Entering into service with the Navy in 2009, the MQ-8B is built on the Schweizer 333 airframe and can carry a 300 lbs. payload for 5.5 hours. The C, by contrast, is based on the larger Bell 407 and can fly faster than the B while carrying 600 lbs. of sensor equipment for 11 hours.

X-47B UCAS First Flight at Pax River, July 2012 Northrum Grumman image
X-47B UCAS First Flight at Pax River, July 2012 Northrum Grumman image

X-47B UCAS First Flight at Pax River, July 2012 Northrum Grumman image

Photo Credit: Liz Wolter/ / Northop Grumman

Both have the same command-and-control capabilities, provide persistent situational awareness of the battlespace around the ship and will be armed with laser-guided rockets. Given this overlap, the B will eventually be replaced in favor of the C because, said Dodge, "we get so much more bang for the buck in terms of the airframe."

There are currently 23 operational MQ-8Bs and seven test aircraft with the Navy, and the service plans to purchase a total of 40 C models, including three test platforms. According to a Northrop Grumman spokesman, "Northrop Grumman is on contract for 19 MQ-8Cs and Congress has approved funding for an additional five MQ-8Cs in FY15."

NAVAIR is awaiting a decision regarding a purchasing schedule for the rest of the Cs. In the meantime, the Fire Scout B and C will operate on two different frigates (LCS) — the larger model needs an electrically powered mover to get it into the hanger.

In terms of ISR payloads, both the Fire Scout B and C use the FLIR Brite Star II EO/IR camera as their primary sensor. The B also has undergone testing with the Telephonics ZPY-4 Maritime Radar as part of a Rapid Deployment Capability that NAVAIR expects to ready by fall.

"The question is, is the ship going to be ready and the detachment trained up, and that has to do with ship schedules," Dodge said.

Other payloads being considered for the Fire Scout are the COBRA littoral mine detection system and beyond-line-of-sight communications. The C will also get a radar, Dodge said, but it may not be the Telephonics ZPY-4, given the different layout of the aircraft.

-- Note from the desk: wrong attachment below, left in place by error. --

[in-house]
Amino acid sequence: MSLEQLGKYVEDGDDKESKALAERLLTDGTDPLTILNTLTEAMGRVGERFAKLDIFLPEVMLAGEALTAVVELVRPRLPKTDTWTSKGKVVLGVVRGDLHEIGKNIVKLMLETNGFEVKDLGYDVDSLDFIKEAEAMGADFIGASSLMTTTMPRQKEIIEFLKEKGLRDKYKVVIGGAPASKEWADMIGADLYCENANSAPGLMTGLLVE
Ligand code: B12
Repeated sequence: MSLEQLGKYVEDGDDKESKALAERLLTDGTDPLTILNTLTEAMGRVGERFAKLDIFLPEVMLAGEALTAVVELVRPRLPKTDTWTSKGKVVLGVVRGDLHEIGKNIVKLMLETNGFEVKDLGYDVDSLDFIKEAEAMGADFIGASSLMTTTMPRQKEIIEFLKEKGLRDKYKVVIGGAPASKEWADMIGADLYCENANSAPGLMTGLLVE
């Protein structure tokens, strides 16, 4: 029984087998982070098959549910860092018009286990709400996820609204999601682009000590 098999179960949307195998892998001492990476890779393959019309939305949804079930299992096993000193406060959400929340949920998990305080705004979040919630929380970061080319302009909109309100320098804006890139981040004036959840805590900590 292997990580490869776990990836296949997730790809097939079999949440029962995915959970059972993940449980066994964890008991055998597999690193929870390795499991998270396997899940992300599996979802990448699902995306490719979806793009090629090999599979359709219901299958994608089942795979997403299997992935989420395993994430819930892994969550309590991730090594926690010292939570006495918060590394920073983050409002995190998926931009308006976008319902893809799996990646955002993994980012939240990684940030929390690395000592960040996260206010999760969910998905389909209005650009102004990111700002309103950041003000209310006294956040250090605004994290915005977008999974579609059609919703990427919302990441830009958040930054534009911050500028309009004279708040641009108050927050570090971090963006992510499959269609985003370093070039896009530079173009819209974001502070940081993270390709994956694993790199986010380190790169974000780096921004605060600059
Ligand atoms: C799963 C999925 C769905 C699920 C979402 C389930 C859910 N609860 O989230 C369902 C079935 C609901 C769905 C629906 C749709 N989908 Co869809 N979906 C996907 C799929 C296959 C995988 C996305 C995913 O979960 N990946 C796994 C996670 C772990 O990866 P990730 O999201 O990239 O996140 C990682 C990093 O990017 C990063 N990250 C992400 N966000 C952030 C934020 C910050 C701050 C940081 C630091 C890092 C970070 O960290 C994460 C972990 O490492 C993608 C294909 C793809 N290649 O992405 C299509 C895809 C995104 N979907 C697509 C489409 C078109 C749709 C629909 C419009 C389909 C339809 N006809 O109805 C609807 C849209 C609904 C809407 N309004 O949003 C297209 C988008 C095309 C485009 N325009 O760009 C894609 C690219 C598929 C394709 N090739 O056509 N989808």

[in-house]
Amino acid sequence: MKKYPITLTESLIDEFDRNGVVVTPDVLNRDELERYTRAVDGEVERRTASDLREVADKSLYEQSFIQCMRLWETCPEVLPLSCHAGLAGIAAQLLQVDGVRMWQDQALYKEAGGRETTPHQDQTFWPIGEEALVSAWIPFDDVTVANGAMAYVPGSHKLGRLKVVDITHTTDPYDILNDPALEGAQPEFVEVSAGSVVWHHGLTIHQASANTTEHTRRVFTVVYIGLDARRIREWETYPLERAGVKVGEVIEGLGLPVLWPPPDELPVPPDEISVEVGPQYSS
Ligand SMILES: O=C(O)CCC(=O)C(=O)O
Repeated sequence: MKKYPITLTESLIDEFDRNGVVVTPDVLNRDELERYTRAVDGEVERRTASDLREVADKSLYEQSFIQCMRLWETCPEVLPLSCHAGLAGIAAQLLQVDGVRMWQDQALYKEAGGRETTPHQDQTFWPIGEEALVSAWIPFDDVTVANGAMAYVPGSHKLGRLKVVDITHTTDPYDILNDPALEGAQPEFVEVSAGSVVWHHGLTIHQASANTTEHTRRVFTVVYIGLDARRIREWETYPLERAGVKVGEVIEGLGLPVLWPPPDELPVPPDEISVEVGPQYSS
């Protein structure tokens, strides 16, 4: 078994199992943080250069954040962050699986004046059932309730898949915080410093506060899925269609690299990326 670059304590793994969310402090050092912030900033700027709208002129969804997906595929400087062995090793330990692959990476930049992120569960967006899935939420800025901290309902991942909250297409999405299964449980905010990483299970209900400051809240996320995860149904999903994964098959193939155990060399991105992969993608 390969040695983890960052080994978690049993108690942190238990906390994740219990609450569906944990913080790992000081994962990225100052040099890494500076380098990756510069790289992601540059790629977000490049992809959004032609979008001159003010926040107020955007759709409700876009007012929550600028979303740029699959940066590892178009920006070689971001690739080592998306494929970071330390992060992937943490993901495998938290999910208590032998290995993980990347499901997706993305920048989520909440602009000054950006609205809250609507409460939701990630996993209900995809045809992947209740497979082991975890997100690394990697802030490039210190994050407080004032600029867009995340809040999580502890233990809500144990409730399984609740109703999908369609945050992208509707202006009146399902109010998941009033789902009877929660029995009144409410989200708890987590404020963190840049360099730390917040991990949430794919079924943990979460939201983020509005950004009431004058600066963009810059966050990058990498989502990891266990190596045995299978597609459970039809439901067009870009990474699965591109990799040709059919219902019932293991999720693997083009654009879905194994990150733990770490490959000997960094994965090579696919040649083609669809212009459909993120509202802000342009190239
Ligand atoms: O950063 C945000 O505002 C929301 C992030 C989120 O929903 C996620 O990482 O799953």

Dodge said C is still undergoing payload testing, and an operational test is scheduled later this year to support initial operational capacity at the end of 2016.

RQ-21A Blackjack

On the tactical UAS front, the Navy and Marines have been pressing ahead with the acquisition of the RQ-21A Blackjack, a Group 3 catapult-launched aircraft based on the Boeing Insitu Integrator. In mid-December NAVAIR awarded the contractor a $41 million contract for three LRIP Blackjack systems — each one comprising five fixed-wing aircraft, launcher and recovery cables, two ground commander stations and portable generators.

NAVAIR currently has two LRIP systems, said Col. Eldon Metzger, program manager for the Small Tactical Unmanned Aircraft Systems Program Office, which is responsible for the RQ-21A, smaller Group 1-2 systems, as well as ISR services.

One LRIP unit is a proof-of-concept system, while the other deployed to Afghanistan in May as a land-based early operational capability, returning this past September. "We exercised the system. Learned a lot from it. Never dropped a sortie," Metzger said.

In addition to LRIP systems 3-5, NAVAIR plans to purchase three Marine Corps and three Navy systems over the coming year, said Metzger. The ultimate goal is 32 systems for the Marines and 25 for the Navy, which will perform some of the missions currently conducted by the ScanEagle, a Group 2 UAV also built by Boeing Insitu, but operated as a contractor service. It's a model that the Navy is starting to get away from (but not completely) with the drawdown of forces in Afghanistan.

Also in December, NAVAIR testers finally completed the RQ-21A's ship-based initial operational test and evaluation (IOT&E) phase. NAVAIR had conducted the land-based IOT&E back in early 2014, but testing at sea proved trickier to organize.

Ship-based IOT&E was originally scheduled for July, aboard the amphibious transport dock New York, off the coast of Jacksonville, Florida. But the Navy had other plans for the San Antonio-class ship. "The New York had been dispatched … so we lost our ship," he said.

Testers then headed to the West Coast in the hopes of keeping to schedule, but the Navy was conducting the Rim of the Pacific Exercise, so IOT&E was pushed to a later date and performed aboard the amphibious transport dock Anchorage.

The standard Blackjack has a wingspan of 16 feet and a maximum takeoff weight of 135 lbs. Its operational range is a line-of-sight 50 nautical miles, and the Group 3 UAS can stay in the air for 16 hours. However, Boeing Insitu has been committing internal research and development dollars to developing a new bulked-up, extended-endurance Blackjack that will keep aloft for 24 hours.

"They increased the gross weight by 10 lbs., which is significant for a Group 3," Metzger said, adding that the extended endurance UAS will continue to operate at 50 nautical miles. "We have been in discussions with Insitu about a beyond-line-of-sight capability."

NAVAIR also has given thought to new payloads. Right now, the RQ-21A employs an EO/IR video camera and carries a communications relay package and an AIS receiver. Metzger said NAVAIR is also considering a signals intelligence payload or synthetic aperture radar in the future, but that might require a new engine to provide higher levels of power. In the meantime, the RQ-21A is progressing as planned.

"Now it's refining and honing those capabilities going forward," he said.